The Cubs say Carlos Zambrano will not rejoin the team this season

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The Cubs have announced that Carlos Zambrano won’t rejoin the team for the rest of the season They will, however, start paying him again on September 11th, which is when his time on the restricted list is up.  His grievance remains unresolved.

So that’s this year. Whether he’ll ever rejoin the team is unclear.  Given that they seem content to pay him not to be there now, I can’t see why they wouldn’t feel the same way next year.  Ultimately, though, this decision should be left to whoever they hire as the new general manager. And may have a lot to do with whether the new general manager decides to replace Mike Quade.

If it’s me I say goodbye to Big Z.  If you’re the new Cubs GM you gotta clean the slate. This is doubly true if you’re bringing in a new manager.

Justin Verlander named ALCS MVP

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Following the Astros’ decisive 4-0 shutout over the Yankees on Saturday night, Justin Verlander was named the Most Valuable Player of the American League Championship Series. Hall of Fame outfielder and former MLB manager Frank Robinson handed the award to Verlander, who was beaming as he thanked his teammates and members of the Astros’ organization.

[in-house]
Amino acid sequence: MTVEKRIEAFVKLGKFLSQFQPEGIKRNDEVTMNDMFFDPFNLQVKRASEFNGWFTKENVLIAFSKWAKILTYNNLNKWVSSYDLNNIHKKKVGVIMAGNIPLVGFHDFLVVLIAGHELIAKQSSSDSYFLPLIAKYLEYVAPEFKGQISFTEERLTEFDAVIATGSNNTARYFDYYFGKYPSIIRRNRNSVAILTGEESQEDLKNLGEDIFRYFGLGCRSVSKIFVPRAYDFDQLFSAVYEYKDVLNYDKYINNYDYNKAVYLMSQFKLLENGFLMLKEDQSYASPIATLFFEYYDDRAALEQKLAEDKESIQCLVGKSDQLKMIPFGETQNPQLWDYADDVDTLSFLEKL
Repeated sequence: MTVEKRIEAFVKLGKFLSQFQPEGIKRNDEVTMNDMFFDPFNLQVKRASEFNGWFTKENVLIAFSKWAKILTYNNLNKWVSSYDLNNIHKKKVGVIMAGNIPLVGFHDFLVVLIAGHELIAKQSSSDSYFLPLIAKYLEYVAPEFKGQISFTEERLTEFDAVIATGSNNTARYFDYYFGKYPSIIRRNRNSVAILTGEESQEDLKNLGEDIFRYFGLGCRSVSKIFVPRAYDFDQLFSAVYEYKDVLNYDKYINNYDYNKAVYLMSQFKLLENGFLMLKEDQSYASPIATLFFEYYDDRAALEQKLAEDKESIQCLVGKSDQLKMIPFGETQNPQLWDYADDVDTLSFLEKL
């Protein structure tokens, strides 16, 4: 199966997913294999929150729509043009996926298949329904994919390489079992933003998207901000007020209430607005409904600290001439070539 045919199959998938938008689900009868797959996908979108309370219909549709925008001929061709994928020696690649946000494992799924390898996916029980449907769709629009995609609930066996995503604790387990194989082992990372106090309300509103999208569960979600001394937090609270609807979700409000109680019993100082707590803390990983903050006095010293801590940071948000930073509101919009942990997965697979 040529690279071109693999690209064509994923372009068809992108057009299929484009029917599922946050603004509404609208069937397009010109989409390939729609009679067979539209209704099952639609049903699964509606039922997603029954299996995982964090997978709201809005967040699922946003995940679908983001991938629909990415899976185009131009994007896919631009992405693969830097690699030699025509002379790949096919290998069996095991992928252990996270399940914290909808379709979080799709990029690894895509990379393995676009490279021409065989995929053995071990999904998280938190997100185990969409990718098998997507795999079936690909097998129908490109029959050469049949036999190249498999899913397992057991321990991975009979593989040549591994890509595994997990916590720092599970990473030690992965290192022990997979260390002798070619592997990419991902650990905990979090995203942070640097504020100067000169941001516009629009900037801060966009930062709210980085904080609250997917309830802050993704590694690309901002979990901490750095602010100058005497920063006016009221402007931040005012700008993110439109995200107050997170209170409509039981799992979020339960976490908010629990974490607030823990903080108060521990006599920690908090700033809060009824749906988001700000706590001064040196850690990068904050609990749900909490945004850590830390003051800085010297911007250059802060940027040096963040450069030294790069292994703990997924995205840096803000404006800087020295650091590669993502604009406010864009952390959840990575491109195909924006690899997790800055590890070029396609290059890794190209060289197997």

“I’ve got to say, it came down to the wire, and one thing kept going off in my head was Dallas,” Verlander told the crowd gathered at Minute Maid Park. “When he called me, he said that I won’t regret my decision to join the Houston Astros. And here we are right now, it’s the best feeling in the world. We’ve got four more wins to win a World Series, and I do not regret my decision to come here. This is the best feeling a player can have. So, thank you.”

Among a cast that boasted the likes of Jose Altuve, Carlos Correa and Dallas Keuchel, among others, Verlander was spectacular. He locked down a complete game win in Game 2, holding the Yankees to one run on five hits and a walk and striking out a postseason-high 13 batters. In Game 6, he saved the Astros from elimination with seven scoreless innings, helping propel the club to their eventual 7-1 finish that set up their series-clinching finale on Saturday.

The 34-year-old righty also took his place among some postseason greats. Thanks to an eight-strikeout outing on Friday night, his collective 136 postseason strikeouts are good for sixth-most in MLB playoff history, just a smidgen shy of Tom Glavine (143), Mike Mussina (145), Roger Clemens (173), Andy Pettitte (183) and John Smoltz (199). He also joined Bob Gibson, Curt Schilling and Sandy Koufax as one of just four hurlers to strike out 20+ Yankees in a postseason series.